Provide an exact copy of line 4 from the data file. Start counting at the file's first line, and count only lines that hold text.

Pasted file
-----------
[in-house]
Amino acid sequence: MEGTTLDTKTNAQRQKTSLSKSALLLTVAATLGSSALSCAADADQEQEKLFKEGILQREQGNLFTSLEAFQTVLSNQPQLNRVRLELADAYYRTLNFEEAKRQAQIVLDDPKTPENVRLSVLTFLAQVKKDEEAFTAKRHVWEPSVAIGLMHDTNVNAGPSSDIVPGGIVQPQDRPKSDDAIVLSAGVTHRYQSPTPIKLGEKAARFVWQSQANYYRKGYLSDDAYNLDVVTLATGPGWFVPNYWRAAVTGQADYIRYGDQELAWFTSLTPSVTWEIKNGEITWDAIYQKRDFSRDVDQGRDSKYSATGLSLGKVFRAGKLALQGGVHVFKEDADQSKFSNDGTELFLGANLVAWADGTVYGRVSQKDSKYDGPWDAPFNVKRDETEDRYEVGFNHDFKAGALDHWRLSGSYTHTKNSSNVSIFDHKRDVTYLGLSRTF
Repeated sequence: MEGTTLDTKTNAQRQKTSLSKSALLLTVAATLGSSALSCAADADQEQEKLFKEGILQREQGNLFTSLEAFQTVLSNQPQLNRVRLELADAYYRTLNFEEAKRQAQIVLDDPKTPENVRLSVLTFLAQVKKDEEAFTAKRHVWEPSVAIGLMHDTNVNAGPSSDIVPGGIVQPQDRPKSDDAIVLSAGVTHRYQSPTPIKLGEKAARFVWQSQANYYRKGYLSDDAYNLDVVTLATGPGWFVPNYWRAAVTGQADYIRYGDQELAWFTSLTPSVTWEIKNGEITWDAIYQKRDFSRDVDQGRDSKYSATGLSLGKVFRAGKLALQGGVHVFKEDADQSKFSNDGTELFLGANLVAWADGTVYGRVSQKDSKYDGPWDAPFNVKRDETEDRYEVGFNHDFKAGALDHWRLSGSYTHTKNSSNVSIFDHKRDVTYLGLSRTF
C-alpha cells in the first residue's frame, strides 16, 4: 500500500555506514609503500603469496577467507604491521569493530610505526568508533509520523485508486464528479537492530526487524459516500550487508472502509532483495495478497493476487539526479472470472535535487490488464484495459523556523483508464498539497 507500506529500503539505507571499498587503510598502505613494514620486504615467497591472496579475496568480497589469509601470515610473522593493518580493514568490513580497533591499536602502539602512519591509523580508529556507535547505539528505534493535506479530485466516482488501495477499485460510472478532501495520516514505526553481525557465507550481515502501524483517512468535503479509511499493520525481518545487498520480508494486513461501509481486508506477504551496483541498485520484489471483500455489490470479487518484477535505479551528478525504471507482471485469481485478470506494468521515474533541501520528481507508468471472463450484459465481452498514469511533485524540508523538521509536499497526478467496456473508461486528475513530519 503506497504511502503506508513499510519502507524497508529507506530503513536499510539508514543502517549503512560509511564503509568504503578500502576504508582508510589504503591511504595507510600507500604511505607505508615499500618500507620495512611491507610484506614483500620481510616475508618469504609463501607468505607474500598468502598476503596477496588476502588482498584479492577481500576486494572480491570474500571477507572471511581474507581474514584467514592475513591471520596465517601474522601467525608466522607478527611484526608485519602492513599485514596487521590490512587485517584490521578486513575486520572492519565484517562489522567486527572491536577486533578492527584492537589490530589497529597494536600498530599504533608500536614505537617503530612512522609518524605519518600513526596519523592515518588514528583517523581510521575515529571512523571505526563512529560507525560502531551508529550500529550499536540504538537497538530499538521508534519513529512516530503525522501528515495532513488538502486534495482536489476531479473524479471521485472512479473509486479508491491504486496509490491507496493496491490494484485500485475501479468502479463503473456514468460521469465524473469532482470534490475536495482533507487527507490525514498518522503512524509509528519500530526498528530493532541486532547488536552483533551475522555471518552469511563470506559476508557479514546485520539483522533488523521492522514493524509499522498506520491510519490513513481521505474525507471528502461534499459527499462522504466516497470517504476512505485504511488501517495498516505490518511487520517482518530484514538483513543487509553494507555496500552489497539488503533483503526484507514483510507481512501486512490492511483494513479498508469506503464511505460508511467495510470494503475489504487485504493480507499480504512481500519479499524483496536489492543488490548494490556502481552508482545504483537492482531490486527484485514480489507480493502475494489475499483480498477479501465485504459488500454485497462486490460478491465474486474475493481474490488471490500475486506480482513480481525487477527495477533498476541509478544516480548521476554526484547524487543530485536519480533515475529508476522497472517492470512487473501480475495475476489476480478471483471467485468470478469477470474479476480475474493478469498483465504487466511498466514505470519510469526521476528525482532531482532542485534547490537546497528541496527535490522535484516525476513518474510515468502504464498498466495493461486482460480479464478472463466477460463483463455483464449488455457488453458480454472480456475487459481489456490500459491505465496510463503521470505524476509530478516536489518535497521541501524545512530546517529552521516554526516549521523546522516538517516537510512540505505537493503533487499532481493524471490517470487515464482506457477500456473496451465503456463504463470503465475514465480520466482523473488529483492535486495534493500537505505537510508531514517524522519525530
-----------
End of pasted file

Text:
C-alpha cells in the first residue's frame, strides 16, 4: 500500500555506514609503500603469496577467507604491521569493530610505526568508533509520523485508486464528479537492530526487524459516500550487508472502509532483495495478497493476487539526479472470472535535487490488464484495459523556523483508464498539497 507500506529500503539505507571499498587503510598502505613494514620486504615467497591472496579475496568480497589469509601470515610473522593493518580493514568490513580497533591499536602502539602512519591509523580508529556507535547505539528505534493535506479530485466516482488501495477499485460510472478532501495520516514505526553481525557465507550481515502501524483517512468535503479509511499493520525481518545487498520480508494486513461501509481486508506477504551496483541498485520484489471483500455489490470479487518484477535505479551528478525504471507482471485469481485478470506494468521515474533541501520528481507508468471472463450484459465481452498514469511533485524540508523538521509536499497526478467496456473508461486528475513530519 503506497504511502503506508513499510519502507524497508529507506530503513536499510539508514543502517549503512560509511564503509568504503578500502576504508582508510589504503591511504595507510600507500604511505607505508615499500618500507620495512611491507610484506614483500620481510616475508618469504609463501607468505607474500598468502598476503596477496588476502588482498584479492577481500576486494572480491570474500571477507572471511581474507581474514584467514592475513591471520596465517601474522601467525608466522607478527611484526608485519602492513599485514596487521590490512587485517584490521578486513575486520572492519565484517562489522567486527572491536577486533578492527584492537589490530589497529597494536600498530599504533608500536614505537617503530612512522609518524605519518600513526596519523592515518588514528583517523581510521575515529571512523571505526563512529560507525560502531551508529550500529550499536540504538537497538530499538521508534519513529512516530503525522501528515495532513488538502486534495482536489476531479473524479471521485472512479473509486479508491491504486496509490491507496493496491490494484485500485475501479468502479463503473456514468460521469465524473469532482470534490475536495482533507487527507490525514498518522503512524509509528519500530526498528530493532541486532547488536552483533551475522555471518552469511563470506559476508557479514546485520539483522533488523521492522514493524509499522498506520491510519490513513481521505474525507471528502461534499459527499462522504466516497470517504476512505485504511488501517495498516505490518511487520517482518530484514538483513543487509553494507555496500552489497539488503533483503526484507514483510507481512501486512490492511483494513479498508469506503464511505460508511467495510470494503475489504487485504493480507499480504512481500519479499524483496536489492543488490548494490556502481552508482545504483537492482531490486527484485514480489507480493502475494489475499483480498477479501465485504459488500454485497462486490460478491465474486474475493481474490488471490500475486506480482513480481525487477527495477533498476541509478544516480548521476554526484547524487543530485536519480533515475529508476522497472517492470512487473501480475495475476489476480478471483471467485468470478469477470474479476480475474493478469498483465504487466511498466514505470519510469526521476528525482532531482532542485534547490537546497528541496527535490522535484516525476513518474510515468502504464498498466495493461486482460480479464478472463466477460463483463455483464449488455457488453458480454472480456475487459481489456490500459491505465496510463503521470505524476509530478516536489518535497521541501524545512530546517529552521516554526516549521523546522516538517516537510512540505505537493503533487499532481493524471490517470487515464482506457477500456473496451465503456463504463470503465475514465480520466482523473488529483492535486495534493500537505505537510508531514517524522519525530